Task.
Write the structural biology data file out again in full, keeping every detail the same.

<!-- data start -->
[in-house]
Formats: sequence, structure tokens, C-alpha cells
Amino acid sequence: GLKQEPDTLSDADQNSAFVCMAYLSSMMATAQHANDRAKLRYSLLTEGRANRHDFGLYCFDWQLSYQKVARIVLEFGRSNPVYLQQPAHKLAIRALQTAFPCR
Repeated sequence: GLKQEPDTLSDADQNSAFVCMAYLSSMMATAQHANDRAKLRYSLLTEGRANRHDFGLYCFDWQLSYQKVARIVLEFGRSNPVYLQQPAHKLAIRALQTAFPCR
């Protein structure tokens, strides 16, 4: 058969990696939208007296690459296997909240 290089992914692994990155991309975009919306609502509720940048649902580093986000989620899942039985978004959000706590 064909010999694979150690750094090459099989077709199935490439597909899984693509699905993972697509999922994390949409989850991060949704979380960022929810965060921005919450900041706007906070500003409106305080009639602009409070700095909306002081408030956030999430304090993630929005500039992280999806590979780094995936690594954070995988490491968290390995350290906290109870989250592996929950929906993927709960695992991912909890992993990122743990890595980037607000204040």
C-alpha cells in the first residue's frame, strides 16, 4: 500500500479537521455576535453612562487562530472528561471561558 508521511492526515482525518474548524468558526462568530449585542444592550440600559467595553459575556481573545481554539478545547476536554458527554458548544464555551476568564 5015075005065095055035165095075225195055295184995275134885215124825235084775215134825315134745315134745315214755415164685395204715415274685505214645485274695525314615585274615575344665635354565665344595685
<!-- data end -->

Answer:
[in-house]
Formats: sequence, structure tokens, C-alpha cells
Amino acid sequence: GLKQEPDTLSDADQNSAFVCMAYLSSMMATAQHANDRAKLRYSLLTEGRANRHDFGLYCFDWQLSYQKVARIVLEFGRSNPVYLQQPAHKLAIRALQTAFPCR
Repeated sequence: GLKQEPDTLSDADQNSAFVCMAYLSSMMATAQHANDRAKLRYSLLTEGRANRHDFGLYCFDWQLSYQKVARIVLEFGRSNPVYLQQPAHKLAIRALQTAFPCR
């Protein structure tokens, strides 16, 4: 058969990696939208007296690459296997909240 290089992914692994990155991309975009919306609502509720940048649902580093986000989620899942039985978004959000706590 064909010999694979150690750094090459099989077709199935490439597909899984693509699905993972697509999922994390949409989850991060949704979380960022929810965060921005919450900041706007906070500003409106305080009639602009409070700095909306002081408030956030999430304090993630929005500039992280999806590979780094995936690594954070995988490491968290390995350290906290109870989250592996929950929906993927709960695992991912909890992993990122743990890595980037607000204040």
C-alpha cells in the first residue's frame, strides 16, 4: 500500500479537521455576535453612562487562530472528561471561558 508521511492526515482525518474548524468558526462568530449585542444592550440600559467595553459575556481573545481554539478545547476536554458527554458548544464555551476568564 5015075005065095055035165095075225195055295184995275134885215124825235084775215134825315134745315134745315214755415164685395204715415274685505214645485274695525314615585274615575344665635354565665344595685